Physical Strength

Hysterical Strength Is The Superhuman Power You Get In Emergencies

The seemingly superhuman powers that people get during emergencies (a mom lifting a heavy car to save her trapped baby, for example) may seem like science-fiction, but they're very real. Hysterical strength, as it's properly called, results from an adrenaline rush in high-stress situations.

Why It Matters

Whether in movies or real life, we've all heard stories of people who are plunged in a life-or-death situation and suddenly have the strength to lift a tree or a car. One of the most popular examples of this is Tom Boyle, Jr., who, when he witnessed a cyclist get hit and dragged several feet by a Camaro, was able to lift the front end of the car and free the cyclist. What happened to give Boyle—or the mother who fought off a polar bear advancing on her son, or the grandmother who threw a riding lawnmower before it could kill her granddaughter—this kind of superhuman strength?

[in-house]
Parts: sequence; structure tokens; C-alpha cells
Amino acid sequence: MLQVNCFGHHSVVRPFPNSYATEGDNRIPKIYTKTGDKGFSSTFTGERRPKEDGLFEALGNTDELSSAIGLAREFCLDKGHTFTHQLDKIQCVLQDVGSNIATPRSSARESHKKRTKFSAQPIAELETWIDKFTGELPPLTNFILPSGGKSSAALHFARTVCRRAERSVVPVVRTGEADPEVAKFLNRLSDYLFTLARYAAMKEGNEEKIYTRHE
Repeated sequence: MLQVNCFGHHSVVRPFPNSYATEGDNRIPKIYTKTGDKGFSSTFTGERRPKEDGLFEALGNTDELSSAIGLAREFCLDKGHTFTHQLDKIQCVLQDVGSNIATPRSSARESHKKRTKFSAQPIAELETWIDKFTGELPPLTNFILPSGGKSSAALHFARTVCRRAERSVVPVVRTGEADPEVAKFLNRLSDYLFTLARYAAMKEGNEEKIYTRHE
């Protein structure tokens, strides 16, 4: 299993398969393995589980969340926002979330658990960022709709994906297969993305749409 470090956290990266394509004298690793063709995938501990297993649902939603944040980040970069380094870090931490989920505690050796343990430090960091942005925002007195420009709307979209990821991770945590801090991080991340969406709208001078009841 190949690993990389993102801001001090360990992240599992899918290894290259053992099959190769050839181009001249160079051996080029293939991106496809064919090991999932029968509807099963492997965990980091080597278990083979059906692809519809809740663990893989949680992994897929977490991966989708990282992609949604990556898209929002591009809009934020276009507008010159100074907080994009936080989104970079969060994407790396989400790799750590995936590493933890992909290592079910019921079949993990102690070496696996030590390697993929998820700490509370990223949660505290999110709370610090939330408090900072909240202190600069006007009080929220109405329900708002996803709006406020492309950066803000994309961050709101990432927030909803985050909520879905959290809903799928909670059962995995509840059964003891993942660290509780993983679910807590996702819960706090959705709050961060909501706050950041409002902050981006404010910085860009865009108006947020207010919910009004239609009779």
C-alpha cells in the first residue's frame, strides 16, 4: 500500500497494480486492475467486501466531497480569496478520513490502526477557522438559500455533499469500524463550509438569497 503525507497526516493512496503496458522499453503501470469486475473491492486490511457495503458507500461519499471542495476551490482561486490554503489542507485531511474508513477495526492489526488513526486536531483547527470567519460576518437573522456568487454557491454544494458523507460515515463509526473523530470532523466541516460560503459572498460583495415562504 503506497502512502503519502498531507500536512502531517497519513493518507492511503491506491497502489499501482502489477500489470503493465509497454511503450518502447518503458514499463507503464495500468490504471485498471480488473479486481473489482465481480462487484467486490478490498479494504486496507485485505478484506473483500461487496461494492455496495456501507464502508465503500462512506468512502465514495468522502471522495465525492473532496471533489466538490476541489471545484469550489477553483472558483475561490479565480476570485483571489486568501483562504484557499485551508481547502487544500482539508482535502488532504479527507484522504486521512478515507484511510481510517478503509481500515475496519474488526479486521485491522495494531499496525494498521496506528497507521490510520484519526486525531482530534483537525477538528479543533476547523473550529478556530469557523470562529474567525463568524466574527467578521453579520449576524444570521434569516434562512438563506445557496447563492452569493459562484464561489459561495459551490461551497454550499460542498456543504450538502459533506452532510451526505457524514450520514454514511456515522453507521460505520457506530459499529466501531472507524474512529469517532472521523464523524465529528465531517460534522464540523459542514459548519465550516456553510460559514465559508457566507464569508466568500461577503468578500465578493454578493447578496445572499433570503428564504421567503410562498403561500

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Why It Happens

When you're faced with an emergency, your hypothalamus—the hormone center of your brain—kicks into gear, sending a signal to your adrenal glands to release adrenaline, otherwise known as epinephrine, and norepinephrine. These hormones are what make your heart pump faster, your breathing get harder, and your pupils grow larger. But perhaps most importantly, they do amazing things to your muscles. A boost in blood flow gives muscles extra oxygen to help them perform at a higher level. Electrical impulses from the nervous system stimulate the muscles to make them tighten. Adrenaline also gives your muscles extra energy in the form of glucose. All of this happens in overdrive when the body is in fight-or-flight mode, which is why someone might be able to perform feats of strength they'd never be able to in normal circumstances. Learn more about so-called "hysterical strength" in the videos below.

Watch To Learn: The Web's Best Videos About Adrenaline

The Science of Adrenaline

Find out what this fight-or-flight hormone can do.

5 Cases Of Superhuman Strength

Hear stories of people lifting cars and helicopters.

Is Superhuman Strength Really Possible?

There's a limit to what a human can do.

Written by Curiosity Staff October 31, 2016

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